Recent postsView all

Retail Economics
28 Nov 21
Turkish lira crashes to ‘insan…
28 Nov 21
The growing number of billionair…
16 Nov 21
The Economics of Cop26
2 Nov 21
Applying game theory
20 Oct 21
The cost of energy
11 Oct 21
The wacky plan to pay off US nat…
30 Sep 21
A look at changes in the labour …
26 Sep 21
A new book on changing capitalis…
13 Sep 21
Online gaming and market failure
31 Aug 21
What is the future for Afghanis…
18 Aug 21
The rise of bitcoin in Nigeria
3 Aug 21

The growing number of billionaires

Tuesday 16 November 2021

Could Elon Musk become the world’s first trillionaire?

It is very difficult to keep track of the wealth of the world’s richest people, but the planet’s wealthiest entrepreneurs seem to be getting richer and richer. The investment bank, Morgan Stanley, has forecast that Elon Musk could become the world's first trillionaire.

The current top five richest people in the world are currently:
  • Elon Musk (Tesla) $281 billion
  • Jeff Bezos (Amazon) $201 billion
  • Bernard Arnault (LVMH) $195 billion
  • Bill Gates (Microsoft) $138 billion
  • Mark Zuckerberg (Meta/Facebook) $121$

However, the value of these individuals and their rank order could change very quickly. This is partly because their wealth is tied up in the share price of the companies they own. If the Tesla share price falls by 10%, Elon Musk is suddenly quite a few billion poorer.

There are now over 2,700 billionaires in the world which a combined asset value of $13 trillion which is not far short of the value of the world’s second-biggest economy, China at $14 trillion.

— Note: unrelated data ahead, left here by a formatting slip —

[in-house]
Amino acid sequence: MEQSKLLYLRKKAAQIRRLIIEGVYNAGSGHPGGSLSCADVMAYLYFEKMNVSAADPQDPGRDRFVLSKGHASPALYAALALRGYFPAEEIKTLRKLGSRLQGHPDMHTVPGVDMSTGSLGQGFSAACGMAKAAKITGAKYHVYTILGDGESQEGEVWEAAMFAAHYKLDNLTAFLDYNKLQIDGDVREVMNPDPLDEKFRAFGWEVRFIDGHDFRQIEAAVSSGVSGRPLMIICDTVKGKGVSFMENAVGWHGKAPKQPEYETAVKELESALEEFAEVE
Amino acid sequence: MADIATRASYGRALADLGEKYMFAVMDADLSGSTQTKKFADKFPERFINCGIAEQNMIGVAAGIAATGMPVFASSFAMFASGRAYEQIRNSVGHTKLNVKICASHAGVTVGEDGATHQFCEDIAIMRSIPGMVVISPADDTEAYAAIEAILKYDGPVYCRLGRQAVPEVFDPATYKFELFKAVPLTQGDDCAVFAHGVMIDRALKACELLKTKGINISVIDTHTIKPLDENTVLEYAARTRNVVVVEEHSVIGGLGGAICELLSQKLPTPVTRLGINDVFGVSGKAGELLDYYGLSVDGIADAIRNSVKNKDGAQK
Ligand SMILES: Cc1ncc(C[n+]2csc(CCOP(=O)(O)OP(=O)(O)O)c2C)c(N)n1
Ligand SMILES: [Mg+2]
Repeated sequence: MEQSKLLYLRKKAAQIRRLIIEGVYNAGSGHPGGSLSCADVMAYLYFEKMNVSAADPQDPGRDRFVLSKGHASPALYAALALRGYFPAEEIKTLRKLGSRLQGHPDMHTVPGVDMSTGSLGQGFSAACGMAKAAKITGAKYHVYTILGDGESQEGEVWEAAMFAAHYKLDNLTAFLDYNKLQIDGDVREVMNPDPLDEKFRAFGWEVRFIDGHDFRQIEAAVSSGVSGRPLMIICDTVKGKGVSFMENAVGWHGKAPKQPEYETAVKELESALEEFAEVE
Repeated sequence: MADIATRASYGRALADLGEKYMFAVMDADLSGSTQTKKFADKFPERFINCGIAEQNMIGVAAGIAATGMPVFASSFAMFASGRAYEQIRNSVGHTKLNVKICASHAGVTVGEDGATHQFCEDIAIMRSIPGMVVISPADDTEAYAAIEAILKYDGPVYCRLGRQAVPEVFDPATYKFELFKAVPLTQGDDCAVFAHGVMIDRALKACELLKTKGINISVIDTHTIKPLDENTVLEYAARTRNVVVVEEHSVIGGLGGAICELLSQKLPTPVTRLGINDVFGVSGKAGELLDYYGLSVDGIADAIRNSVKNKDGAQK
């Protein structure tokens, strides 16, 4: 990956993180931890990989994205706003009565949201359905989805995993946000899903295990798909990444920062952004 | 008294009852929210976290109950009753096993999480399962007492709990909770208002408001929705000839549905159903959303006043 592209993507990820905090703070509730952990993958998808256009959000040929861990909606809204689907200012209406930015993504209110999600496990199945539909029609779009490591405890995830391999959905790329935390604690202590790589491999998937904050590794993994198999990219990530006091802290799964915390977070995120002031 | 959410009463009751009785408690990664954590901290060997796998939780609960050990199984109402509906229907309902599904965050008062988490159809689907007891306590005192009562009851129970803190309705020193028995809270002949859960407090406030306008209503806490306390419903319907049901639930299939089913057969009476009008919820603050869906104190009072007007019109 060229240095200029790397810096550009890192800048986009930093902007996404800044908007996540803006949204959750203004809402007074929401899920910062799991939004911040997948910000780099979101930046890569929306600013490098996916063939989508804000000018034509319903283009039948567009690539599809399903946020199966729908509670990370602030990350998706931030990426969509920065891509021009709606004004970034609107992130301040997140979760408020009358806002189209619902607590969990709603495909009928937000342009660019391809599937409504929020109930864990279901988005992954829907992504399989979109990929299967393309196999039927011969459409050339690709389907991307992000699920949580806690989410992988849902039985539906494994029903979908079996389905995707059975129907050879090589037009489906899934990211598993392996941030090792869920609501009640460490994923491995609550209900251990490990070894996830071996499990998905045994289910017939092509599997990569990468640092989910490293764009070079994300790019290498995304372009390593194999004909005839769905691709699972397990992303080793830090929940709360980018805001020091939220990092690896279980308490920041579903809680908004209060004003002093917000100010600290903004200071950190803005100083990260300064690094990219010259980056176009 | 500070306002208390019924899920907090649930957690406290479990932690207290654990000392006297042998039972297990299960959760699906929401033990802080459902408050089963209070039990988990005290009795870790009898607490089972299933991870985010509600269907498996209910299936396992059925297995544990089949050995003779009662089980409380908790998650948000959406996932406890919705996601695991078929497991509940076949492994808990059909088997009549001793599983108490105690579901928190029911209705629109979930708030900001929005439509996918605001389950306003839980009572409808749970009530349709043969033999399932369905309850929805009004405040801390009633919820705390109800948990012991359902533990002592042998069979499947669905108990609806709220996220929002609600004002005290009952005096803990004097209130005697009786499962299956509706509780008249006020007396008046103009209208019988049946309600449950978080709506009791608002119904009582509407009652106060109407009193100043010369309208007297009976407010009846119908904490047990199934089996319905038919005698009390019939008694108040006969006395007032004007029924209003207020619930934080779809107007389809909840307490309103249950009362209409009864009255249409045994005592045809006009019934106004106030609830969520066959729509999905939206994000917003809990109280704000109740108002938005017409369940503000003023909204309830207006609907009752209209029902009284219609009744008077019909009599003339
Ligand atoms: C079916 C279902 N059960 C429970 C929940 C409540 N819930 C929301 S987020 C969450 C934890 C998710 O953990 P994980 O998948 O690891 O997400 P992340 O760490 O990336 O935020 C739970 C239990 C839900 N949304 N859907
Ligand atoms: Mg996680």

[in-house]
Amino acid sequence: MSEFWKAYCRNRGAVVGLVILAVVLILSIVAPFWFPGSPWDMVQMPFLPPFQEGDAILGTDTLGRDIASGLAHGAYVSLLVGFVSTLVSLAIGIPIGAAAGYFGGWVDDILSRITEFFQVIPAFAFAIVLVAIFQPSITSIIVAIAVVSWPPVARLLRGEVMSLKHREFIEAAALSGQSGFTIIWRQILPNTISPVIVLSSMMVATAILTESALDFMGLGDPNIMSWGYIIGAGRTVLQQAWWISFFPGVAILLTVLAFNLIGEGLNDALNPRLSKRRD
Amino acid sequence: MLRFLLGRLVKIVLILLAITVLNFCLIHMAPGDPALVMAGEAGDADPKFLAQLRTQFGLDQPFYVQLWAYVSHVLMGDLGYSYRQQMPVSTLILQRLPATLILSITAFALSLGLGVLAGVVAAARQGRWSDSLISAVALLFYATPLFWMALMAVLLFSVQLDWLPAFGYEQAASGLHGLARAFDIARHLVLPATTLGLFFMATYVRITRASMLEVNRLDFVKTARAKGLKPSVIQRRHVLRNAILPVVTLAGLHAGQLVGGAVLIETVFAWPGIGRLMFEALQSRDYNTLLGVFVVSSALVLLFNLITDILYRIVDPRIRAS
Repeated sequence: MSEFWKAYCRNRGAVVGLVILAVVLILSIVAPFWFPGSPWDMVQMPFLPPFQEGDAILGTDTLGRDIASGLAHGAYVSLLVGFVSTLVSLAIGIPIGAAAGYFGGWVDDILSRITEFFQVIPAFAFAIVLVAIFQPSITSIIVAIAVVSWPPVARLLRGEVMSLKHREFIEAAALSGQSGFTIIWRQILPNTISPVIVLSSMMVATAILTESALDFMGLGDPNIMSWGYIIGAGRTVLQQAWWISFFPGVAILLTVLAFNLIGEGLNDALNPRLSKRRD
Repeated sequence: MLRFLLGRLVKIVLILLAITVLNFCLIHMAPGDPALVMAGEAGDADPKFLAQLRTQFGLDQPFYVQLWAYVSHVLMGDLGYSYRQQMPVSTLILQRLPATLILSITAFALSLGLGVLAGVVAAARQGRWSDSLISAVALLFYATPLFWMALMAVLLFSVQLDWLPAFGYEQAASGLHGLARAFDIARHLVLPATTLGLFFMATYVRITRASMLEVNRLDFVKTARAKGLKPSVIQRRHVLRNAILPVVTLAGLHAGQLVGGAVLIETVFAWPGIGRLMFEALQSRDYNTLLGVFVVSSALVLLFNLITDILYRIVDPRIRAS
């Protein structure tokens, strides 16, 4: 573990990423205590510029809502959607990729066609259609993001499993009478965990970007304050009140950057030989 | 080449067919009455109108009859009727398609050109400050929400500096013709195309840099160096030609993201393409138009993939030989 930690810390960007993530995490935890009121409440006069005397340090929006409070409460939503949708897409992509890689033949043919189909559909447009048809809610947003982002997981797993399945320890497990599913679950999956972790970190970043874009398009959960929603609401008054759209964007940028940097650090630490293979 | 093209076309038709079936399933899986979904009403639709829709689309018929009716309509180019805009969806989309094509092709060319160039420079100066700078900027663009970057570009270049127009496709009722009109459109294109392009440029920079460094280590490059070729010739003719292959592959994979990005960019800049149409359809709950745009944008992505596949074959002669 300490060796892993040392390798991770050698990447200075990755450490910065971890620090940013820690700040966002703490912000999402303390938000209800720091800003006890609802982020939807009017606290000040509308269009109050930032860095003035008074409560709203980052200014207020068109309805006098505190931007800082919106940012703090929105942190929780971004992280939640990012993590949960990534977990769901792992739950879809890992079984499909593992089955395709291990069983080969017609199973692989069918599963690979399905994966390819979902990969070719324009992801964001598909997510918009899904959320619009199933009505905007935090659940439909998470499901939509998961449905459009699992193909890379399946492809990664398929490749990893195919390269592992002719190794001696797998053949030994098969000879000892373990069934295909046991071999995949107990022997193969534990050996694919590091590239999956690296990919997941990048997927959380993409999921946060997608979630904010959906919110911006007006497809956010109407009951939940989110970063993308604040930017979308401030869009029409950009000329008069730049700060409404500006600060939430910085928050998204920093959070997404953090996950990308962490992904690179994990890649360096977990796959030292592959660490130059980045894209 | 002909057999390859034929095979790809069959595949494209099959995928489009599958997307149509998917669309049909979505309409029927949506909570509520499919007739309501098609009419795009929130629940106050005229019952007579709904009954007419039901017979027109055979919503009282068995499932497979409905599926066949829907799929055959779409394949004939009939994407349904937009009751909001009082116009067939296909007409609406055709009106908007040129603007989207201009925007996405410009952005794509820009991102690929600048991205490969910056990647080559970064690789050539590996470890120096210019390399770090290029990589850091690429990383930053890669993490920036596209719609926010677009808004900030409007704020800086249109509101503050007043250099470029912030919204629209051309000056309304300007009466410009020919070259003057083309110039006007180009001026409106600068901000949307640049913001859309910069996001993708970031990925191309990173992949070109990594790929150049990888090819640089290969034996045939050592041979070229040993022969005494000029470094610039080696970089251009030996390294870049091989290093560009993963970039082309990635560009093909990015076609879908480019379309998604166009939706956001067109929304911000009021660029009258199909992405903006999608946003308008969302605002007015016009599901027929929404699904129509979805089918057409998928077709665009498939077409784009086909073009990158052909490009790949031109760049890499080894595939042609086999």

Should anyone be a billionaire?

If you have a $ billion and earn a modest 3% income from its value that is an income of $30 million a year or $577,000 a week. It would be very difficult to spend this amount of income on ‘normal things’. Is there any point in having so much money? Being a billionaire also raises interesting income inequality questions for the rest of the world’s population. The average income in most MDCs is around $25,000 a year and 10% of the world (700 million people) is living on less than $2 a day. It is also worth noting that only about 10 per cent of the world’s billionaires are women and the world’s richest woman, Francoise Bettencourt Meyers (L'Oréal) at $89 billion is some way behind the leading group of men. A sign of gender inequality?

One argument is the world needs talented, innovative people who can lead the world's largest organisations that generate the employment and wealth needed by everyone else. Perhaps the world's billionaires are also the most likely to find the solutions to humanities most pressing global problems

But do they need to be rewarded so highly?

Possible discussion points with a class:

Is the rising number of billionaires in the world a sign of rising global income inequality?

If everyone in the world is getting richer, does it matter if there is an increasing number of the super-rich?

Should there be a global super tax on the richest people in the world?


To post comments you need to log in. If it is your first time you will need to subscribe.